Kian and I drove to a remote part of the park to ride horses through meadows and woods to a geyser. It was such a long drive that it was dark on our way back to our campsite, but we took advantage of the clear night by parking and getting lost in the star-filled sky. The milky way lit up the heavens, splashed across the sky like someone had tossed it up there out of a cup.

We also climbed Lassen Peak. It was the highest I’d ever been at 10,463 feet. The dry, scrubby landscape allowed for constant views on the way up and down. I felt like a mountaineer as we sat atop the summit, looking down on lakes and snowfields and other volcanoes that were long dead. We huddled against some rocks to get out of the wind and watched swarms of alpine butterflies dart around in jolting patterns. We were on top of the world.

After nine days on the road, we returned to Berkeley on the Fourth of July. Cameron took us to Indian Rock to watch the fireworks, and we had to weave through throngs of others to find an open seat. The fireworks were tiny little pops in the distance as we crowded together for a view like a horde of sea lions on a rock.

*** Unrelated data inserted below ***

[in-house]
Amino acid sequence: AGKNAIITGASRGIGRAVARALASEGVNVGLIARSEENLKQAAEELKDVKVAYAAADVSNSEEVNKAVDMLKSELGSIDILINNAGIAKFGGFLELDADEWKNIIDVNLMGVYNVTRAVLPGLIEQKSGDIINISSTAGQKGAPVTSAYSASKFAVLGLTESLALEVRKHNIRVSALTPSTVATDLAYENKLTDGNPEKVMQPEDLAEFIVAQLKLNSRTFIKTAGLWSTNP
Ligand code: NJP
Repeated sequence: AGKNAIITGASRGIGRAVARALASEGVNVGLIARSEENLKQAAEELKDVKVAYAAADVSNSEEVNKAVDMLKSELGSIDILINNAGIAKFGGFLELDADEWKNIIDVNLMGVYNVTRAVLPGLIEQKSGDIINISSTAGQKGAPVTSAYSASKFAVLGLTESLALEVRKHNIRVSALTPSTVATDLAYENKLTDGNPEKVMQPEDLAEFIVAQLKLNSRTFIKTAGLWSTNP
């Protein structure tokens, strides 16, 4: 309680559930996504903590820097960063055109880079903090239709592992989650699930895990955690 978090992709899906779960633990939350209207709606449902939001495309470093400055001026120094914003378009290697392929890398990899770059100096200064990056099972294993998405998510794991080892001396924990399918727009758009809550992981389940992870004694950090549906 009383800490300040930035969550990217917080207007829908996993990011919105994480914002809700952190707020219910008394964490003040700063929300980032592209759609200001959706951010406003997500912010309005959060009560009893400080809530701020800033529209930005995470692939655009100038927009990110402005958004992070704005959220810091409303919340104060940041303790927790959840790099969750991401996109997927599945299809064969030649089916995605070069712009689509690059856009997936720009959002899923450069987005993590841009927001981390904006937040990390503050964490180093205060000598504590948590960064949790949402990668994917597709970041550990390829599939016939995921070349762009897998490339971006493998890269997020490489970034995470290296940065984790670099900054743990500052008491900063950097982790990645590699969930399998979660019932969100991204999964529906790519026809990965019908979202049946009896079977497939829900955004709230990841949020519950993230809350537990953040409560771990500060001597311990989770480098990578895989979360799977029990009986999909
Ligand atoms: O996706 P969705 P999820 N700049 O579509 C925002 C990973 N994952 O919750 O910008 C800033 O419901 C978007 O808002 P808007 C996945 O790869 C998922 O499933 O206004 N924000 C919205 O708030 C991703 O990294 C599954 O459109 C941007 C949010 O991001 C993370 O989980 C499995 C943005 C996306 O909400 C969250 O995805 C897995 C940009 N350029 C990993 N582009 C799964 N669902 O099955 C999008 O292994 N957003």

Later that night, Cameron took us to MeloMelo Kava Bar. The place felt like a nightclub, but the only drinks available were tea and kombucha. We tossed back coconut shells of relaxing kava tea and played card games under the purple lights. I admired the plants that dripped down the walls. Even when you’re indoors in California, there are still things growing everywhere.

I love road trips. Instead of flying to one destination, you get to drive between many. Traveling on the ground allows you to see at eye level what locals see everyday. It shows you how places are connected, how they are not actually separate but flow from one to the next. Towns flow into cities like tributaries into a river. Mountains impact valleys just as neighboring communities affect each other.

None of us lives in a vacuum - we are shaped by what surrounds us. By traveling and changing my surroundings, I discover new ways to shape myself.